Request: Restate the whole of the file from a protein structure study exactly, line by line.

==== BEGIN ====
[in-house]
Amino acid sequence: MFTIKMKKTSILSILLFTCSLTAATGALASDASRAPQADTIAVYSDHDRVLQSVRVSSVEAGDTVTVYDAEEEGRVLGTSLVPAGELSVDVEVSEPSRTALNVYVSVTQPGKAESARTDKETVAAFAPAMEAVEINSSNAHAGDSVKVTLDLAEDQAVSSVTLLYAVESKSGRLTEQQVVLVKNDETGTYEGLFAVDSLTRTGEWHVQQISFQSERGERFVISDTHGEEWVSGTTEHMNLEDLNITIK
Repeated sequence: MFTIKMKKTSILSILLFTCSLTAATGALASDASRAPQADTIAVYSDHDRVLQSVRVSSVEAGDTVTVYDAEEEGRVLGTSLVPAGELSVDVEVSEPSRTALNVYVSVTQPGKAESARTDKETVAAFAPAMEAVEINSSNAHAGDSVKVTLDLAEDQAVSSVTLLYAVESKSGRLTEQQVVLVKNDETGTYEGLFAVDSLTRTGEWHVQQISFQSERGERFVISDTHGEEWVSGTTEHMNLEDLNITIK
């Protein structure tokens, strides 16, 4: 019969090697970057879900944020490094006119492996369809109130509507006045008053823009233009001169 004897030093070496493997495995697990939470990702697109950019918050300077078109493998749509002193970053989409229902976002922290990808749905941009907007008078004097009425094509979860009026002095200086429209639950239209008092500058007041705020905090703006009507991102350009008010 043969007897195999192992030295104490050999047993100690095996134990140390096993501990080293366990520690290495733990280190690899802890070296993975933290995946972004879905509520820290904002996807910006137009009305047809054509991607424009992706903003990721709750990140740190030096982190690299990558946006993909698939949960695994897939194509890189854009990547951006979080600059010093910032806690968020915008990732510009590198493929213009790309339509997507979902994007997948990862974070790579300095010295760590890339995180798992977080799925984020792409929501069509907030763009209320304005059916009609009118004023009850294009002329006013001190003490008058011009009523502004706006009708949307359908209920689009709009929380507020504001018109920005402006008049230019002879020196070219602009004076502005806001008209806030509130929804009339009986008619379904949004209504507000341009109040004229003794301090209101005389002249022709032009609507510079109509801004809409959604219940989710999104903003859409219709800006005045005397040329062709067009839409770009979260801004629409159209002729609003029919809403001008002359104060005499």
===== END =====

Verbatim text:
[in-house]
Amino acid sequence: MFTIKMKKTSILSILLFTCSLTAATGALASDASRAPQADTIAVYSDHDRVLQSVRVSSVEAGDTVTVYDAEEEGRVLGTSLVPAGELSVDVEVSEPSRTALNVYVSVTQPGKAESARTDKETVAAFAPAMEAVEINSSNAHAGDSVKVTLDLAEDQAVSSVTLLYAVESKSGRLTEQQVVLVKNDETGTYEGLFAVDSLTRTGEWHVQQISFQSERGERFVISDTHGEEWVSGTTEHMNLEDLNITIK
Repeated sequence: MFTIKMKKTSILSILLFTCSLTAATGALASDASRAPQADTIAVYSDHDRVLQSVRVSSVEAGDTVTVYDAEEEGRVLGTSLVPAGELSVDVEVSEPSRTALNVYVSVTQPGKAESARTDKETVAAFAPAMEAVEINSSNAHAGDSVKVTLDLAEDQAVSSVTLLYAVESKSGRLTEQQVVLVKNDETGTYEGLFAVDSLTRTGEWHVQQISFQSERGERFVISDTHGEEWVSGTTEHMNLEDLNITIK
């Protein structure tokens, strides 16, 4: 019969090697970057879900944020490094006119492996369809109130509507006045008053823009233009001169 004897030093070496493997495995697990939470990702697109950019918050300077078109493998749509002193970053989409229902976002922290990808749905941009907007008078004097009425094509979860009026002095200086429209639950239209008092500058007041705020905090703006009507991102350009008010 043969007897195999192992030295104490050999047993100690095996134990140390096993501990080293366990520690290495733990280190690899802890070296993975933290995946972004879905509520820290904002996807910006137009009305047809054509991607424009992706903003990721709750990140740190030096982190690299990558946006993909698939949960695994897939194509890189854009990547951006979080600059010093910032806690968020915008990732510009590198493929213009790309339509997507979902994007997948990862974070790579300095010295760590890339995180798992977080799925984020792409929501069509907030763009209320304005059916009609009118004023009850294009002329006013001190003490008058011009009523502004706006009708949307359908209920689009709009929380507020504001018109920005402006008049230019002879020196070219602009004076502005806001008209806030509130929804009339009986008619379904949004209504507000341009109040004229003794301090209101005389002249022709032009609507510079109509801004809409959604219940989710999104903003859409219709800006005045005397040329062709067009839409770009979260801004629409159209002729609003029919809403001008002359104060005499």